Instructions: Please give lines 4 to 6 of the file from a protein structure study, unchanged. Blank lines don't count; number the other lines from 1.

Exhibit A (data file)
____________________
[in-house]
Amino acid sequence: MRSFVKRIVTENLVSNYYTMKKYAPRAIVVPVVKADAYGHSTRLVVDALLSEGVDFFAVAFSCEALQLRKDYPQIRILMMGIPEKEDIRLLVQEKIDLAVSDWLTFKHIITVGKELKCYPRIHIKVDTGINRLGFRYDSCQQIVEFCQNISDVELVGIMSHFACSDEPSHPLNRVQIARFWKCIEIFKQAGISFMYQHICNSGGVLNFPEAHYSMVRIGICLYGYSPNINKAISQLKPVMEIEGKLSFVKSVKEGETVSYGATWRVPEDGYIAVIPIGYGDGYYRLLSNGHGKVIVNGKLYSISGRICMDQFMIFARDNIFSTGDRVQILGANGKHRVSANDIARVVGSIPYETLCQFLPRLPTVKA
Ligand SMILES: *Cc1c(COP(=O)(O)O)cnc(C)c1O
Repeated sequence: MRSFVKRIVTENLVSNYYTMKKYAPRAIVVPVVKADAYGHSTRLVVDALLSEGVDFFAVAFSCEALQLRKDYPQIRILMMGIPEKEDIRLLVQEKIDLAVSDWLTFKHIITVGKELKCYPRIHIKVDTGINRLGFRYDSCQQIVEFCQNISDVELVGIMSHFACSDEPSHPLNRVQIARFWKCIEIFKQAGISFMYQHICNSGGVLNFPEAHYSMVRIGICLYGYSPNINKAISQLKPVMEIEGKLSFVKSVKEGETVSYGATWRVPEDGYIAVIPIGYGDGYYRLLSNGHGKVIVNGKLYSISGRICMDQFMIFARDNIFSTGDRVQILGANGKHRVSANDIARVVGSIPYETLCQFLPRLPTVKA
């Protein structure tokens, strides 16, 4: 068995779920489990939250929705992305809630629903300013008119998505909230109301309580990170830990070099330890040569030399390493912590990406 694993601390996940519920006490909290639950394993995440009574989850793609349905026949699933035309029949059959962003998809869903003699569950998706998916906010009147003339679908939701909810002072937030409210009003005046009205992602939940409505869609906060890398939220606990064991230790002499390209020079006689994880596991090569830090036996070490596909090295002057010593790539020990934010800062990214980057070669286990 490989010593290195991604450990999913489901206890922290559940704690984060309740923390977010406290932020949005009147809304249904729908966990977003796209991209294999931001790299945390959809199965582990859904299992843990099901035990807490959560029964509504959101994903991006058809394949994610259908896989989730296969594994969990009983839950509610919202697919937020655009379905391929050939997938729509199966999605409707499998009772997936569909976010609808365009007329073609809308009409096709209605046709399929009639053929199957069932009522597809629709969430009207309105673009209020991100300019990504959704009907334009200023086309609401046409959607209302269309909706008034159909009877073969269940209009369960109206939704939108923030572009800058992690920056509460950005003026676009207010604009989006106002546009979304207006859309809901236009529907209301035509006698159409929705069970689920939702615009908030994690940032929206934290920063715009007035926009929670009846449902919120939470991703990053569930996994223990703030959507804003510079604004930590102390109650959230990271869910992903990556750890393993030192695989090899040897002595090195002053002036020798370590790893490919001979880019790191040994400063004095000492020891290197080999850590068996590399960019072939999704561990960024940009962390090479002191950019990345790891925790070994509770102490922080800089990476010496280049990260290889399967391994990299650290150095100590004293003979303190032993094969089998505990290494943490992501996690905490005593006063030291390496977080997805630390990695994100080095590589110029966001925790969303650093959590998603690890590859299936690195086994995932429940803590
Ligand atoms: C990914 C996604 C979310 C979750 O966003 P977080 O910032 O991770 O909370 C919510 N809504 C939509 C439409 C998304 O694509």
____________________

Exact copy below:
Repeated sequence: MRSFVKRIVTENLVSNYYTMKKYAPRAIVVPVVKADAYGHSTRLVVDALLSEGVDFFAVAFSCEALQLRKDYPQIRILMMGIPEKEDIRLLVQEKIDLAVSDWLTFKHIITVGKELKCYPRIHIKVDTGINRLGFRYDSCQQIVEFCQNISDVELVGIMSHFACSDEPSHPLNRVQIARFWKCIEIFKQAGISFMYQHICNSGGVLNFPEAHYSMVRIGICLYGYSPNINKAISQLKPVMEIEGKLSFVKSVKEGETVSYGATWRVPEDGYIAVIPIGYGDGYYRLLSNGHGKVIVNGKLYSISGRICMDQFMIFARDNIFSTGDRVQILGANGKHRVSANDIARVVGSIPYETLCQFLPRLPTVKA
């Protein structure tokens, strides 16, 4: 068995779920489990939250929705992305809630629903300013008119998505909230109301309580990170830990070099330890040569030399390493912590990406 694993601390996940519920006490909290639950394993995440009574989850793609349905026949699933035309029949059959962003998809869903003699569950998706998916906010009147003339679908939701909810002072937030409210009003005046009205992602939940409505869609906060890398939220606990064991230790002499390209020079006689994880596991090569830090036996070490596909090295002057010593790539020990934010800062990214980057070669286990 490989010593290195991604450990999913489901206890922290559940704690984060309740923390977010406290932020949005009147809304249904729908966990977003796209991209294999931001790299945390959809199965582990859904299992843990099901035990807490959560029964509504959101994903991006058809394949994610259908896989989730296969594994969990009983839950509610919202697919937020655009379905391929050939997938729509199966999605409707499998009772997936569909976010609808365009007329073609809308009409096709209605046709399929009639053929199957069932009522597809629709969430009207309105673009209020991100300019990504959704009907334009200023086309609401046409959607209302269309909706008034159909009877073969269940209009369960109206939704939108923030572009800058992690920056509460950005003026676009207010604009989006106002546009979304207006859309809901236009529907209301035509006698159409929705069970689920939702615009908030994690940032929206934290920063715009007035926009929670009846449902919120939470991703990053569930996994223990703030959507804003510079604004930590102390109650959230990271869910992903990556750890393993030192695989090899040897002595090195002053002036020798370590790893490919001979880019790191040994400063004095000492020891290197080999850590068996590399960019072939999704561990960024940009962390090479002191950019990345790891925790070994509770102490922080800089990476010496280049990260290889399967391994990299650290150095100590004293003979303190032993094969089998505990290494943490992501996690905490005593006063030291390496977080997805630390990695994100080095590589110029966001925790969303650093959590998603690890590859299936690195086994995932429940803590
Ligand atoms: C990914 C996604 C979310 C979750 O966003 P977080 O910032 O991770 O909370 C919510 N809504 C939509 C439409 C998304 O694509």